Weekly Local Biography

  Karin Hawelka and Corinna Gogel

By: Elle Faraday

Karin and Corinna, caring for dogs.

Regardless of whether you travel to Chiang Mai as a tourist or live here as an expat, it is not possible to avoid the street dogs. When I first arrived, I was shocked to see so many dogs, some in terrible condition and I would always find the time to befriend a couple. Now, like so many other people, I tend to look above them when I walk down the street; I have become blind to them.
Karin Hawelka and Corinna Gogel are two ladies from Germany who refuse to ignore the problem. They made a promise to themselves and to the stray dogs of Chiang Mai that they would help. They set up a shelter called Care for Dogs, hoping that they could rescue dogs in need as well as sterilising up to 20 female strays, temple and village dogs per month.
Karin first moved to Thailand 12 years ago. She was working in Human Resources in Chiang Mai and Bangkok and stayed for three years. It was on this trip that she made her first canine friend, a street dog that she named Dao. ‘I fell in love with her and decided that I was taking her back to Germany.’ Back in Germany she met her husband and by pure chance, 3ฝ years ago, he got a job with the same company that first brought Karin to Thailand all of those years ago. ‘Me and Dao were finally heading home to Thailand.’
It was not long before they were all settled in Chiang Mai and Karin was once again moved by the plight of the street dogs. She began to rescue them and take them back to her house. ‘My husband is so understanding and luckily loves dogs himself. The only request he made was that he wouldn’t like to end up with 10 dogs (at that time we had only Dao).’ Today, they have 11 living at their house and a further 65 at the dog shelter which is located next door. The shelter was set up in July this year to provide a sanctuary for street and temple dogs. There are currently 14 adult dogs for adoption, 12 adult dogs receiving medical treatment or after-care following sterilisations, and 39 puppies, including two newborn litters of 17 puppies.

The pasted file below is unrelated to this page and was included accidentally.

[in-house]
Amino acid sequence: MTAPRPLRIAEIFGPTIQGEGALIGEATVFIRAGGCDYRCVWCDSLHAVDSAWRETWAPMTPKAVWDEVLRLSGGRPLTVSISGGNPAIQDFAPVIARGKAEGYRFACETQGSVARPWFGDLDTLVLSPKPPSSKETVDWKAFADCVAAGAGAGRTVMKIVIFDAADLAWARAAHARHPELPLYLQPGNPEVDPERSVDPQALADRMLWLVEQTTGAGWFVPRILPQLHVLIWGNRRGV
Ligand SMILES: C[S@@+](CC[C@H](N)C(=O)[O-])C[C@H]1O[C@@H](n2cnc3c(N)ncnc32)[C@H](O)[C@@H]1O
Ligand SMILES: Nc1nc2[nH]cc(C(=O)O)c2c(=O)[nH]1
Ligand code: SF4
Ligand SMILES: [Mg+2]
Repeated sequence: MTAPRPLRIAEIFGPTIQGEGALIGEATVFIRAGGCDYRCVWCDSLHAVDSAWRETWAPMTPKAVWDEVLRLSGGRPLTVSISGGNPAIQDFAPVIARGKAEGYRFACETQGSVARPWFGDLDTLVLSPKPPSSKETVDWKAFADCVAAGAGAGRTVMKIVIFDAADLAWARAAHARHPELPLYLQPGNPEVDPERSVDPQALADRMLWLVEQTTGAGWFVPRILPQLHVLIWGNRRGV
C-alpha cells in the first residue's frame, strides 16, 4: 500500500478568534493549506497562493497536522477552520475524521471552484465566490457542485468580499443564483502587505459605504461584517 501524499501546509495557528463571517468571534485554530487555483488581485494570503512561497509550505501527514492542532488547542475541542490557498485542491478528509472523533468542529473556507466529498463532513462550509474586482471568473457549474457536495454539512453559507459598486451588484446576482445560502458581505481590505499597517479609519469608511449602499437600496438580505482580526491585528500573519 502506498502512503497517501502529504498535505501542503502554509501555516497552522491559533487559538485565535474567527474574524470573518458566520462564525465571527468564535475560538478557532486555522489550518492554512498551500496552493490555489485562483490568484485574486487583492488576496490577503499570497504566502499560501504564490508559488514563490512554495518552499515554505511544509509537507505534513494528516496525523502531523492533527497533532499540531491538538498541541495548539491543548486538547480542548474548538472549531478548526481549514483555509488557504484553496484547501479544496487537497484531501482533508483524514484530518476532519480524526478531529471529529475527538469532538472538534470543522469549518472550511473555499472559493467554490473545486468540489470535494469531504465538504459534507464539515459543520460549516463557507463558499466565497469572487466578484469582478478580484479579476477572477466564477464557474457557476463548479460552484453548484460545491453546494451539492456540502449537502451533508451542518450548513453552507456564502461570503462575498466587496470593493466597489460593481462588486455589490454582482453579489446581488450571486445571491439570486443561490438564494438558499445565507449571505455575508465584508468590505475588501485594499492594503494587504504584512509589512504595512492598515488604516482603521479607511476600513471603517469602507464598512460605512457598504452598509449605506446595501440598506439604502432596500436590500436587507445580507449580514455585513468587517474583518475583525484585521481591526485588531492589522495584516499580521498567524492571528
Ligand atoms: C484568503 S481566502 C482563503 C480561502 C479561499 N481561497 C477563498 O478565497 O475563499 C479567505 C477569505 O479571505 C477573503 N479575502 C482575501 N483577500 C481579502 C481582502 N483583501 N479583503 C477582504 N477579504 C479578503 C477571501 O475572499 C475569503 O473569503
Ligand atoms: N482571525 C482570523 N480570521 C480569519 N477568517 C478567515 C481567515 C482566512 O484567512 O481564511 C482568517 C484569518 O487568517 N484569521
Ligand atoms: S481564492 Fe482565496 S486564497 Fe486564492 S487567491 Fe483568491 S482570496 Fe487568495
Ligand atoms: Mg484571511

Her partner at the rescue centre is Corinna Gogel, a single parent with two children and 17 dogs! She told me ‘I did have 24 dogs living with me, but this was too many. When we set up the shelter, I re-housed seven.’ She has always loved dogs, as have her children. Like Karin, she cannot simply walk past a dog in pain; she must stop and see if she can help. ‘If I do not stop, I have nightmares and cannot sleep.’
Corinna has also been living in Chiang Mai for 3ฝ years. She spent years travelling back and forth between Thailand and Germany and finally decided to take the plunge and move out here. ‘I spent one winter in Germany and that was enough to convince me,’ she said. Before establishing Care for Dogs, Corinna volunteered for another dog rescue organisation. She did not know Karin when she first came to Chiang Mai, but it was not long before they both met and realised that they shared a mutual love for dogs. Together, with the help of an American, Amandine Lecesne, they established Care for Dogs.
I arrived at the sanctuary to meet Karin and Corinna and was welcomed by them both, as well as dozens of gorgeous puppies and dogs. I was immediately made to feel welcome - by both the dogs and the volunteers! Corinna showed me around the shelter including the enclosure for the very sick dogs and the enclosure for the new dogs, where a mother lay nursing her two-day old puppies. Every dog there has a story and all of them are looking for a new home.